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North Korea’s cruel response to the spread of COVID-19

One day in August 2020, as the COVID-19 pandemic spread throughout the world, a fever of unknown origin began to sweep through the dwellings of the soldiers of a unit stationed in Ongjin County, South Hwanghae Province.

In the early morning hours of the second day of the fever, the families of the soldiers all received a notice from the unit’s family guidance department informing them that their husbands would “eat and sleep with their unit for two weeks due to an emergency mobilization order, starting tonight.” They were also ordered to gather at the homes of their husbands’ platoon commanders to watch a video prepared by the unit’s political department.

The video was a North Korean production about how millions of people around the world were contracting COVID-19 every day. It also said that the disease was most severe in South Korea and gave the names of specific hospitals, such as Seoul National University Medical Center, Ajou University Hospital, Chung-Ang University Hospital, and Pusan National University Hospital, along with the number of deaths.

North Korea worked hard to instill fear of COVID-19 in people who watched the video, including scenes of someone allegedly using a forklift to bury people who had died of the disease that very day.

The unit’s family guidance department warned that if so many people were dying in rich developed countries, North Korea would be destroyed if COVID-19 entered the country. It also urged families to obey the national quarantine law while the heads of their households – “who are unit commanders before they are husbands and fathers” – lived with their unit.

In fact, when the families returned to their homes immediately after the video indoctrination, soldiers mobilized by the unit locked their doors from the outside and nailed their windows shut to keep the families inside.

Thus, the soldiers’ families were confined to their homes for two weeks while the heads of the households lived with their unit, ostensibly to enforce the national quarantine law. No advance notice was given.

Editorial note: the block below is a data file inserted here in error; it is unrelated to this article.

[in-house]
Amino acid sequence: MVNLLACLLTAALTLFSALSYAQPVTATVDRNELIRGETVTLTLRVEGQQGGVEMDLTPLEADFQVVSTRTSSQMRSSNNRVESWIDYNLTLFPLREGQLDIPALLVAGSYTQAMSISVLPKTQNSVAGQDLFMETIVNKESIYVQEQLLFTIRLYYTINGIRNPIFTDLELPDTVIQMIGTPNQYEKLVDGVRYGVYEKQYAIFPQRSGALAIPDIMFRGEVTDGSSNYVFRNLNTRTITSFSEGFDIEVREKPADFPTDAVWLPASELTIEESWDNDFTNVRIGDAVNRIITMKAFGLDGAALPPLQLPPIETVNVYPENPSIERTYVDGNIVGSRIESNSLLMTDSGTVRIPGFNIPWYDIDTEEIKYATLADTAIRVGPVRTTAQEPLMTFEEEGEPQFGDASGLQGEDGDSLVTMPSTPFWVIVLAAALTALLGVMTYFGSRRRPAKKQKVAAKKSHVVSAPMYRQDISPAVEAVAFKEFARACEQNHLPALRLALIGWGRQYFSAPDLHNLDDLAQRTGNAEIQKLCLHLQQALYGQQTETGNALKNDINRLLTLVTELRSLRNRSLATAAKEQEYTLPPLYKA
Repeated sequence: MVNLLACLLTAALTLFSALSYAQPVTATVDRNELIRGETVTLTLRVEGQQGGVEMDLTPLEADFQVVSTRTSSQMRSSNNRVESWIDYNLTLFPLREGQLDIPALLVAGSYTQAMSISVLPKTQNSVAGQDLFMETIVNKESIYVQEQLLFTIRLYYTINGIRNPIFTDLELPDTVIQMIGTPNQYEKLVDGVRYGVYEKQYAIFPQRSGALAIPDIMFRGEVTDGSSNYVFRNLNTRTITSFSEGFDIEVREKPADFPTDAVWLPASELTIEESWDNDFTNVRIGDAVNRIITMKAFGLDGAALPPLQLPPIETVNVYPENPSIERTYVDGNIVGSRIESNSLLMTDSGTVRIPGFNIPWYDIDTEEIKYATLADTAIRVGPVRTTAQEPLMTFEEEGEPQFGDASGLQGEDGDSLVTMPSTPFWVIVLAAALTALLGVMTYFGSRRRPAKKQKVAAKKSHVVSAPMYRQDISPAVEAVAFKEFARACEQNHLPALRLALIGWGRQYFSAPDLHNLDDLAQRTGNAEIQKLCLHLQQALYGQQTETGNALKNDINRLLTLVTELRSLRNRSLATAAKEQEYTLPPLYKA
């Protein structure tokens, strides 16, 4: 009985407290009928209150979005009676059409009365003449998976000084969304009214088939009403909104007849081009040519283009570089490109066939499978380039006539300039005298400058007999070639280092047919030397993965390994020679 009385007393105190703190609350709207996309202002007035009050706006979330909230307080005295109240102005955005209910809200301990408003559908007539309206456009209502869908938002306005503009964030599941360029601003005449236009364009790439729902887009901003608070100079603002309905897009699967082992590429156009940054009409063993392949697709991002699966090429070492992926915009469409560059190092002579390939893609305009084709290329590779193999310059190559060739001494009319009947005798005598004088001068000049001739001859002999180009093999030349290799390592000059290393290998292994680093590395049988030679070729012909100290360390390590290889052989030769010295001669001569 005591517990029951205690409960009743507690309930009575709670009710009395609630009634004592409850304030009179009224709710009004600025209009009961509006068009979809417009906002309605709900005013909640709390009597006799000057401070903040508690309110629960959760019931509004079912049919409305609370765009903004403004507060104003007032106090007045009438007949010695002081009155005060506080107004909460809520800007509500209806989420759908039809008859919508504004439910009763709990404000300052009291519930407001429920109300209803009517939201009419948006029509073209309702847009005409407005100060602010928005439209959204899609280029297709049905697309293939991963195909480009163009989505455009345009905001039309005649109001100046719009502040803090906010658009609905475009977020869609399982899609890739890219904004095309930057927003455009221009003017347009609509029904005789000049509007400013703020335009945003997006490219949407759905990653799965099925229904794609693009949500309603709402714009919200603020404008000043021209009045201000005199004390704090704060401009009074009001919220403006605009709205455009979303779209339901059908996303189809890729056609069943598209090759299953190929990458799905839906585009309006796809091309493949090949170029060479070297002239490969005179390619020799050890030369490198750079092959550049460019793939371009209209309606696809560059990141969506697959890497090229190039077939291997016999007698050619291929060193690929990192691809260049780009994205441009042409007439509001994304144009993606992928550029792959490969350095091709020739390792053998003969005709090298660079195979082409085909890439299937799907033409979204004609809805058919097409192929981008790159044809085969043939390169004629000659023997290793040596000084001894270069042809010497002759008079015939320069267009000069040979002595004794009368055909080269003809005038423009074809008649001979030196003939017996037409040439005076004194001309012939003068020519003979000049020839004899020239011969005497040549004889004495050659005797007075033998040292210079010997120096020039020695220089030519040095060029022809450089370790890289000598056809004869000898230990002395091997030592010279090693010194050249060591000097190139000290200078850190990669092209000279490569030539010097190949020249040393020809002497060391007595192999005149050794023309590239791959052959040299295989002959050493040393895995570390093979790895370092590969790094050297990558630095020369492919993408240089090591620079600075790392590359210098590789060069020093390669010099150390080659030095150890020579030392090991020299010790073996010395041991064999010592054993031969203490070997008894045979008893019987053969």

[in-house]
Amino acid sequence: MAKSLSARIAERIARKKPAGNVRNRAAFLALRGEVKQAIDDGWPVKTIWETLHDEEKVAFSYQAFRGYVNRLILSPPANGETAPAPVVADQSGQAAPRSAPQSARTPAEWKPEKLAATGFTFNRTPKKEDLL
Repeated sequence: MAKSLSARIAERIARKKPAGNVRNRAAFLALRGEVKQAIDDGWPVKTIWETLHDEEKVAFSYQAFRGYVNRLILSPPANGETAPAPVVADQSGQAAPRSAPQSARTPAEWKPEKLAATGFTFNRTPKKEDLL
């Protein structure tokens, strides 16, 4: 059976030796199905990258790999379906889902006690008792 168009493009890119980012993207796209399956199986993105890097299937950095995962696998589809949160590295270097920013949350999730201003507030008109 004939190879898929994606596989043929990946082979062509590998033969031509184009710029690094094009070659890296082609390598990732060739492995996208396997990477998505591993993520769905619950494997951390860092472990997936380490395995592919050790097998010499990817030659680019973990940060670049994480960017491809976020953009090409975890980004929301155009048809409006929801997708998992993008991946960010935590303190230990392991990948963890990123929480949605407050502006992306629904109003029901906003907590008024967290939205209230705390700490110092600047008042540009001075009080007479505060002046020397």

When they finally returned home two weeks later, some soldiers found their families lying on the floor, collapsed from hunger. Others were greeted by dead bodies.

Those who protested were sent to re-education camps

In the early stages of the COVID-19 pandemic, North Korea often ordered people to isolate themselves at home without warning, giving them no time to prepare, citing the national quarantine law.

The bodies of family members who died after being confined to their homes without the opportunity to store food beforehand were cremated en masse per the quarantine regulations of the time. The devastated soldiers who had lost their families vented their anger, but since the authorities regarded the national quarantine law as a wartime law, they had to swallow their tears quietly, unable to protest properly.

Family members who broke down their doors and stormed out of their homes because of hunger were all tried as “traitors who violated the national quarantine orders” and sent to re-education camps.

A resident of Ongjin County recalled the situation at the time. “Civilians learned about the international situation by surfing their TV channels, so they weren’t so scared,” he said. “But many of the people living in the soldiers’ homes died because they were too inflexible.”

“It seemed that more people went to re-education camps for violating the quarantine law, or starved to death while locked up at home because they couldn’t earn anything, than during the Arduous March,” the source said, referring to the mass starvation of the 1990s. “I still vividly remember the people who fought to avoid starvation, even if it meant stealing things.”

Translated by David Black. Edited by Robert Lauler.

Daily NK works with a network of sources living in North Korea, China, and elsewhere. Their identities remain anonymous for security reasons. For more information about Daily NK’s network of reporting partners and information-gathering activities, please visit our FAQ page here.

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Read in Korean

March 05, 2024 at 11:30AM

by DailyNK(North Korean Media)

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